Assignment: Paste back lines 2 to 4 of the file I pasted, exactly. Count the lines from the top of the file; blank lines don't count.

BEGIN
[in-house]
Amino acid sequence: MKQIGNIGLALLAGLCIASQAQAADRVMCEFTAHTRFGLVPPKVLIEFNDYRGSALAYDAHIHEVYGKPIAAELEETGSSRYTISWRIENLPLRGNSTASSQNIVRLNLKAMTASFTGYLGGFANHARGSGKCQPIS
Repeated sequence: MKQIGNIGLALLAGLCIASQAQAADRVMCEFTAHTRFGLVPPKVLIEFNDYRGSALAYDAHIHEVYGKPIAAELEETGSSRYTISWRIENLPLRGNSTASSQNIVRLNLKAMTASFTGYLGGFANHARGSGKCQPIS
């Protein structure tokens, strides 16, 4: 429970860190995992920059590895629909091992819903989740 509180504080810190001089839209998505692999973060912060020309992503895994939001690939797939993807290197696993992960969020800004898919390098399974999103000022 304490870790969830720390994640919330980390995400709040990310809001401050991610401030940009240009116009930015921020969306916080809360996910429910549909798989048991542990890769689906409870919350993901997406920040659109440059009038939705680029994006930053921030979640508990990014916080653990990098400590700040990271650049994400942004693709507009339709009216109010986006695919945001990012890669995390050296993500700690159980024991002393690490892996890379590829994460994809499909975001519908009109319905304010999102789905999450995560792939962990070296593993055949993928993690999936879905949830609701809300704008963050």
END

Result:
Amino acid sequence: MKQIGNIGLALLAGLCIASQAQAADRVMCEFTAHTRFGLVPPKVLIEFNDYRGSALAYDAHIHEVYGKPIAAELEETGSSRYTISWRIENLPLRGNSTASSQNIVRLNLKAMTASFTGYLGGFANHARGSGKCQPIS
Repeated sequence: MKQIGNIGLALLAGLCIASQAQAADRVMCEFTAHTRFGLVPPKVLIEFNDYRGSALAYDAHIHEVYGKPIAAELEETGSSRYTISWRIENLPLRGNSTASSQNIVRLNLKAMTASFTGYLGGFANHARGSGKCQPIS
């Protein structure tokens, strides 16, 4: 429970860190995992920059590895629909091992819903989740 509180504080810190001089839209998505692999973060912060020309992503895994939001690939797939993807290197696993992960969020800004898919390098399974999103000022 304490870790969830720390994640919330980390995400709040990310809001401050991610401030940009240009116009930015921020969306916080809360996910429910549909798989048991542990890769689906409870919350993901997406920040659109440059009038939705680029994006930053921030979640508990990014916080653990990098400590700040990271650049994400942004693709507009339709009216109010986006695919945001990012890669995390050296993500700690159980024991002393690490892996890379590829994460994809499909975001519908009109319905304010999102789905999450995560792939962990070296593993055949993928993690999936879905949830609701809300704008963050």